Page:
U.S. labour market conditions have improved, with employment gains averaging almost 250,000 jobs per month from December 2011 through February 2012 and the unemployment rate declining to a three-year low of 8.3 per cent in early 2012 (Chart 2.3). However, this recent improvement is relatively modest compared to the significant job losses suffered over the recession, while the declines in the unemployment rate also reflect workers exiting the labour market following long-term spells of unemployment.
The U.S. economy continues to face significant challenges stemming from ongoing household deleveraging, necessary fiscal consolidation and spillover effects from the European sovereign debt and banking crisis. As a result, private sector economists continue to expect modest U.S. economic growth (Chart 2.4).
In emerging and developing economies, growth has also slowed, reflecting the deterioration in the external environment as well as the effects of past tightening in domestic monetary policy. Nonetheless, growth remains strong, led by developing Asia. In China, economic growth has eased somewhat but remains solid. Looking ahead, slowing demand from advanced economies is expected to result in a gradual moderation toward a more sustainable, albeit still robust, pace of economic growth.
Reflecting the intensification of the euro-area sovereign debt and banking crisis in Fall 2011 and its impact on global trade and financial markets, the International Monetary Fund (IMF) has steadily downgraded its near-term global outlook over the past year. The IMF now expects global real GDP growth of 3.3 per cent in 2012, with growth in advanced economies expected to be just 1.2 per cent. The IMF also expects modestly slower growth in emerging economies, reflecting the worsening external environment and a slowdown in domestic demand in key emerging economies (Chart 2.5).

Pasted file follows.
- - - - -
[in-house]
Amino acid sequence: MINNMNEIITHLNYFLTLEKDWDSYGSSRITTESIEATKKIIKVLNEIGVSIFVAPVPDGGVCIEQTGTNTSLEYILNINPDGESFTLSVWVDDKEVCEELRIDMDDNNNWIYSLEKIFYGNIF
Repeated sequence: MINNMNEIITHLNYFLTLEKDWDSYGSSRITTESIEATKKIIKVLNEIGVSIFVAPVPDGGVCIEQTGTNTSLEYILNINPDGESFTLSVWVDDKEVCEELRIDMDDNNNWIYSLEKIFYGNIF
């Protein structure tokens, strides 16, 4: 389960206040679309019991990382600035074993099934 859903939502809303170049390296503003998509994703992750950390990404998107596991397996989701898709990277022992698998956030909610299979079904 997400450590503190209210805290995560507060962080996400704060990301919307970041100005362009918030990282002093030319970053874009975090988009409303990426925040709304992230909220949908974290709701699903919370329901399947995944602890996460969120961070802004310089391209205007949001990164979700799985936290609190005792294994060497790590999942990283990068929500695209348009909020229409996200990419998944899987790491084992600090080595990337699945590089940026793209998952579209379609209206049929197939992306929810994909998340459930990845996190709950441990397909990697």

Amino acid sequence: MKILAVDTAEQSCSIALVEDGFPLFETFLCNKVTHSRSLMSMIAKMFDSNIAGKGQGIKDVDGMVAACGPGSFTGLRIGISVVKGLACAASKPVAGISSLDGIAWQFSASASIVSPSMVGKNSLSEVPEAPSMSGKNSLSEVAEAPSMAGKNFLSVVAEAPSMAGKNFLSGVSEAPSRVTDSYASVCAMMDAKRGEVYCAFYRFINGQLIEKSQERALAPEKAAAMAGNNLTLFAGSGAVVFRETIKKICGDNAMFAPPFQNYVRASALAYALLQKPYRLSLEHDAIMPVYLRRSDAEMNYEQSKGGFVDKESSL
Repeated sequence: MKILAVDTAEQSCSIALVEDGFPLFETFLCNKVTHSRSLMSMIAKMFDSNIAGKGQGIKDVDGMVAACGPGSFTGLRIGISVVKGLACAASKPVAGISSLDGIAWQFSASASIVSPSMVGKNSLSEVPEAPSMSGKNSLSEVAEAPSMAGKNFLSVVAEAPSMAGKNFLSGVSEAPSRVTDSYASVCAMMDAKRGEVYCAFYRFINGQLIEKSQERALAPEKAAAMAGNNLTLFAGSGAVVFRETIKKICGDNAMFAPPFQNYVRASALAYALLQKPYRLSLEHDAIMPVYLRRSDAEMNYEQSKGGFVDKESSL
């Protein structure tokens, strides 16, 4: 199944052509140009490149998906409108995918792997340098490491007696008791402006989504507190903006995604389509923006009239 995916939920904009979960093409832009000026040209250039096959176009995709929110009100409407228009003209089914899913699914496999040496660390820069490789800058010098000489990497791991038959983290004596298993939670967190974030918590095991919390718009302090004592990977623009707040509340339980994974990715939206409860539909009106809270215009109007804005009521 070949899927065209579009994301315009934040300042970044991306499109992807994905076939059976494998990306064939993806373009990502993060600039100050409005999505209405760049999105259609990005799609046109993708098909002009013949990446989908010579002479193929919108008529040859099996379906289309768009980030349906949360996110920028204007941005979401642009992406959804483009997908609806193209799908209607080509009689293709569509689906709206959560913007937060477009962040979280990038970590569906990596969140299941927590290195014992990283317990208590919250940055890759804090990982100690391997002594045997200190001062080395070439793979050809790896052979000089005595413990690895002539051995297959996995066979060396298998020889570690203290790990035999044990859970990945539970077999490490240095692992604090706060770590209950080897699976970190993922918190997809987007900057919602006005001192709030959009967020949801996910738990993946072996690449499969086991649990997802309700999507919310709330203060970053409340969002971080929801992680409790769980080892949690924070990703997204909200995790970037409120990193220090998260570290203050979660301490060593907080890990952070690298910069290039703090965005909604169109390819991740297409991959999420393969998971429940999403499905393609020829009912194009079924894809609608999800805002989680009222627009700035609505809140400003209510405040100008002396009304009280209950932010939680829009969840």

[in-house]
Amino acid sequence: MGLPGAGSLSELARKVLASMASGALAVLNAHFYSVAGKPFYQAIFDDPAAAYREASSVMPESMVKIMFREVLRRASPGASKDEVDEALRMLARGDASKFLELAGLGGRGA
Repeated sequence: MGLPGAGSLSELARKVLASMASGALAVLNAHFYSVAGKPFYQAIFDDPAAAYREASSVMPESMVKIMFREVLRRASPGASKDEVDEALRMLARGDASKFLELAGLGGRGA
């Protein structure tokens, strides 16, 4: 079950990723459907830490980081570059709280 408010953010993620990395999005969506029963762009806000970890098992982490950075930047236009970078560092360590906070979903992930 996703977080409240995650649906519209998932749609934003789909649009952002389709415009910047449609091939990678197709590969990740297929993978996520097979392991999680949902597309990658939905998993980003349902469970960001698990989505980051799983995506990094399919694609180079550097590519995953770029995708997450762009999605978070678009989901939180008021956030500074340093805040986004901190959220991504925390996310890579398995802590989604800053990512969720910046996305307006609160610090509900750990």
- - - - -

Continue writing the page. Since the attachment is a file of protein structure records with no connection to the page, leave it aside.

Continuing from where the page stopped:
Canada’s economic performance over the recession and recovery has been solid relative to our peer countries. This reflects Canada’s sound economic, fiscal and financial sector fundamentals, along with the significant and timely support provided under Canada’s Economic Action Plan. As a result, real GDP is now well above pre-recession levels—the best performance in the G-7 (Chart 2.6).
The rapid turnaround of activity and vigorous domestic demand owes much to the government's rightly-sized and well-targeted macroeconomic stimulus.
— International Monetary Fund,
2010 Article IV Consultation Report on Canada
Canada has also posted, by far, the strongest growth in employment in the G-7 during the recovery. These employment gains have been high-quality jobs. 610,000 more Canadians are working today than in July 2009. Of these jobs, about 90 per cent are in full-time positions with over three-quarters in high-wage industries and in the private sector (Chart 2.8). It is an encouraging sign that Canadian businesses are continuing to hire as the temporary economic stimulus that the Government put into place during the recession is withdrawn.